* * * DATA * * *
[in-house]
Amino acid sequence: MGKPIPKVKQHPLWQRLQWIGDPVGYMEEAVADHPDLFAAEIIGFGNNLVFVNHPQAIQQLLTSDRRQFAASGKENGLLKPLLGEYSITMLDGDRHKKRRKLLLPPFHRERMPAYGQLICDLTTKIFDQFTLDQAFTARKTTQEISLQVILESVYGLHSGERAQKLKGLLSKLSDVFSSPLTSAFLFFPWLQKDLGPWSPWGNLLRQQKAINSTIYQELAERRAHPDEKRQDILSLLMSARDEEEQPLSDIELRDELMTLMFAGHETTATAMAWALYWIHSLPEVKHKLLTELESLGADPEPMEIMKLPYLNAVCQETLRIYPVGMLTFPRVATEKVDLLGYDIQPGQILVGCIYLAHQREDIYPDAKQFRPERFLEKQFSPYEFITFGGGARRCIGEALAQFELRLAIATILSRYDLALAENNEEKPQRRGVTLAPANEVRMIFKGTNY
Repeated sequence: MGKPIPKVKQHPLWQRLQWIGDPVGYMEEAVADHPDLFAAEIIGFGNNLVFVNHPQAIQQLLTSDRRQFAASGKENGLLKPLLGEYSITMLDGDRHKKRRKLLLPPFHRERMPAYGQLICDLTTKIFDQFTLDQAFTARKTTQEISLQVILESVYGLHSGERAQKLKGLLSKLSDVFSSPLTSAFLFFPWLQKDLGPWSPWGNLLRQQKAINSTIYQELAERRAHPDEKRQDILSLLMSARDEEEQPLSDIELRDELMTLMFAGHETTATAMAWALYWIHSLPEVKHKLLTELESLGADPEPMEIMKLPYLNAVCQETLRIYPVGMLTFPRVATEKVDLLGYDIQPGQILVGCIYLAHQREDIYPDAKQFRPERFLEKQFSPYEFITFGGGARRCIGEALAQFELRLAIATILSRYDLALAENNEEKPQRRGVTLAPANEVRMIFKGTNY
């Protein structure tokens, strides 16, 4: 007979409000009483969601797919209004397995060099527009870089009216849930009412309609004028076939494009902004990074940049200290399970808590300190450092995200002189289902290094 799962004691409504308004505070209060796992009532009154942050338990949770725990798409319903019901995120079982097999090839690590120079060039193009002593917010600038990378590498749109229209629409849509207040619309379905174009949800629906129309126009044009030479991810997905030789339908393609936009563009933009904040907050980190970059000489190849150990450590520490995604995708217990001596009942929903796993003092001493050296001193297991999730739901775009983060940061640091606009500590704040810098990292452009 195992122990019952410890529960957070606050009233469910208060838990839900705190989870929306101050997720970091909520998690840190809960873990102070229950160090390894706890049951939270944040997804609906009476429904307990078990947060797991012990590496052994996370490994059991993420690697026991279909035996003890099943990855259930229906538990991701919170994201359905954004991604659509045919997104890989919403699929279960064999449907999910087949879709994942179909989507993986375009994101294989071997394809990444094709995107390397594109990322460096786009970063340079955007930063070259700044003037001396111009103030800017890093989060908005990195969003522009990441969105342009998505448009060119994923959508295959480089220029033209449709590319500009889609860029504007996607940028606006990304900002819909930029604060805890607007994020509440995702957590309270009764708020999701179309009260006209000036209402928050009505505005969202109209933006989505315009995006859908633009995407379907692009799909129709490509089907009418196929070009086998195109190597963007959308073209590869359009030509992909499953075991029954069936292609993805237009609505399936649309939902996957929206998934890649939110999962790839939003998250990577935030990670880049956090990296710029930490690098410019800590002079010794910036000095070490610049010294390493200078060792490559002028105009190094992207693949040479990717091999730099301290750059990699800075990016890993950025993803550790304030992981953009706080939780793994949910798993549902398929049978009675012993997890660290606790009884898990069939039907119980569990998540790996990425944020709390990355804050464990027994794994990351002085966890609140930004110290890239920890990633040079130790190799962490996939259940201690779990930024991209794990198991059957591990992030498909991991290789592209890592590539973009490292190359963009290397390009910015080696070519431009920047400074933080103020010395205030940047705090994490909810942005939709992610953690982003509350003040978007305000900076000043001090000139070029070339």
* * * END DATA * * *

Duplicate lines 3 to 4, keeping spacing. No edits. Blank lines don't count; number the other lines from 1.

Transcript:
Repeated sequence: MGKPIPKVKQHPLWQRLQWIGDPVGYMEEAVADHPDLFAAEIIGFGNNLVFVNHPQAIQQLLTSDRRQFAASGKENGLLKPLLGEYSITMLDGDRHKKRRKLLLPPFHRERMPAYGQLICDLTTKIFDQFTLDQAFTARKTTQEISLQVILESVYGLHSGERAQKLKGLLSKLSDVFSSPLTSAFLFFPWLQKDLGPWSPWGNLLRQQKAINSTIYQELAERRAHPDEKRQDILSLLMSARDEEEQPLSDIELRDELMTLMFAGHETTATAMAWALYWIHSLPEVKHKLLTELESLGADPEPMEIMKLPYLNAVCQETLRIYPVGMLTFPRVATEKVDLLGYDIQPGQILVGCIYLAHQREDIYPDAKQFRPERFLEKQFSPYEFITFGGGARRCIGEALAQFELRLAIATILSRYDLALAENNEEKPQRRGVTLAPANEVRMIFKGTNY
């Protein structure tokens, strides 16, 4: 007979409000009483969601797919209004397995060099527009870089009216849930009412309609004028076939494009902004990074940049200290399970808590300190450092995200002189289902290094 799962004691409504308004505070209060796992009532009154942050338990949770725990798409319903019901995120079982097999090839690590120079060039193009002593917010600038990378590498749109229209629409849509207040619309379905174009949800629906129309126009044009030479991810997905030789339908393609936009563009933009904040907050980190970059000489190849150990450590520490995604995708217990001596009942929903796993003092001493050296001193297991999730739901775009983060940061640091606009500590704040810098990292452009 195992122990019952410890529960957070606050009233469910208060838990839900705190989870929306101050997720970091909520998690840190809960873990102070229950160090390894706890049951939270944040997804609906009476429904307990078990947060797991012990590496052994996370490994059991993420690697026991279909035996003890099943990855259930229906538990991701919170994201359905954004991604659509045919997104890989919403699929279960064999449907999910087949879709994942179909989507993986375009994101294989071997394809990444094709995107390397594109990322460096786009970063340079955007930063070259700044003037001396111009103030800017890093989060908005990195969003522009990441969105342009998505448009060119994923959508295959480089220029033209449709590319500009889609860029504007996607940028606006990304900002819909930029604060805890607007994020509440995702957590309270009764708020999701179309009260006209000036209402928050009505505005969202109209933006989505315009995006859908633009995407379907692009799909129709490509089907009418196929070009086998195109190597963007959308073209590869359009030509992909499953075991029954069936292609993805237009609505399936649309939902996957929206998934890649939110999962790839939003998250990577935030990670880049956090990296710029930490690098410019800590002079010794910036000095070490610049010294390493200078060792490559002028105009190094992207693949040479990717091999730099301290750059990699800075990016890993950025993803550790304030992981953009706080939780793994949910798993549902398929049978009675012993997890660290606790009884898990069939039907119980569990998540790996990425944020709390990355804050464990027994794994990351002085966890609140930004110290890239920890990633040079130790190799962490996939259940201690779990930024991209794990198991059957591990992030498909991991290789592209890592590539973009490292190359963009290397390009910015080696070519431009920047400074933080103020010395205030940047705090994490909810942005939709992610953690982003509350003040978007305000900076000043001090000139070029070339």